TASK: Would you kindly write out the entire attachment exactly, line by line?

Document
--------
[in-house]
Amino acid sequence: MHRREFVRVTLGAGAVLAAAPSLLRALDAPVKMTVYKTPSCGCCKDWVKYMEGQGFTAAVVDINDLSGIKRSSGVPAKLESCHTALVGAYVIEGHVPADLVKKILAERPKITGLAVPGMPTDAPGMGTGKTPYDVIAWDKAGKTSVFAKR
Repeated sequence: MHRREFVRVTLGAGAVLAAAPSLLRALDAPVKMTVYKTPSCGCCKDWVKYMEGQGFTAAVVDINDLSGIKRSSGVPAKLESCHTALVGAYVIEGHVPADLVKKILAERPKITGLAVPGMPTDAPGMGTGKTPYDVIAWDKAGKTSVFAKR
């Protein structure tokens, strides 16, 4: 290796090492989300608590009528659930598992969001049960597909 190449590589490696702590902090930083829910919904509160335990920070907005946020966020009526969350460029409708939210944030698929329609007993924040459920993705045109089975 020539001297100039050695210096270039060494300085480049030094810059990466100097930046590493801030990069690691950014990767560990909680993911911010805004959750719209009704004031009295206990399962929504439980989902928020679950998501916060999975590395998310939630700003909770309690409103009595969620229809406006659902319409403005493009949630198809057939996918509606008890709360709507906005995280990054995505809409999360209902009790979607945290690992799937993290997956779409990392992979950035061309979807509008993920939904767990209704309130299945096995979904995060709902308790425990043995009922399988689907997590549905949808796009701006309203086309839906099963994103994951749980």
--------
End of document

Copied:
[in-house]
Amino acid sequence: MHRREFVRVTLGAGAVLAAAPSLLRALDAPVKMTVYKTPSCGCCKDWVKYMEGQGFTAAVVDINDLSGIKRSSGVPAKLESCHTALVGAYVIEGHVPADLVKKILAERPKITGLAVPGMPTDAPGMGTGKTPYDVIAWDKAGKTSVFAKR
Repeated sequence: MHRREFVRVTLGAGAVLAAAPSLLRALDAPVKMTVYKTPSCGCCKDWVKYMEGQGFTAAVVDINDLSGIKRSSGVPAKLESCHTALVGAYVIEGHVPADLVKKILAERPKITGLAVPGMPTDAPGMGTGKTPYDVIAWDKAGKTSVFAKR
């Protein structure tokens, strides 16, 4: 290796090492989300608590009528659930598992969001049960597909 190449590589490696702590902090930083829910919904509160335990920070907005946020966020009526969350460029409708939210944030698929329609007993924040459920993705045109089975 020539001297100039050695210096270039060494300085480049030094810059990466100097930046590493801030990069690691950014990767560990909680993911911010805004959750719209009704004031009295206990399962929504439980989902928020679950998501916060999975590395998310939630700003909770309690409103009595969620229809406006659902319409403005493009949630198809057939996918509606008890709360709507906005995280990054995505809409999360209902009790979607945290690992799937993290997956779409990392992979950035061309979807509008993920939904767990209704309130299945096995979904995060709902308790425990043995009922399988689907997590549905949808796009701006309203086309839906099963994103994951749980």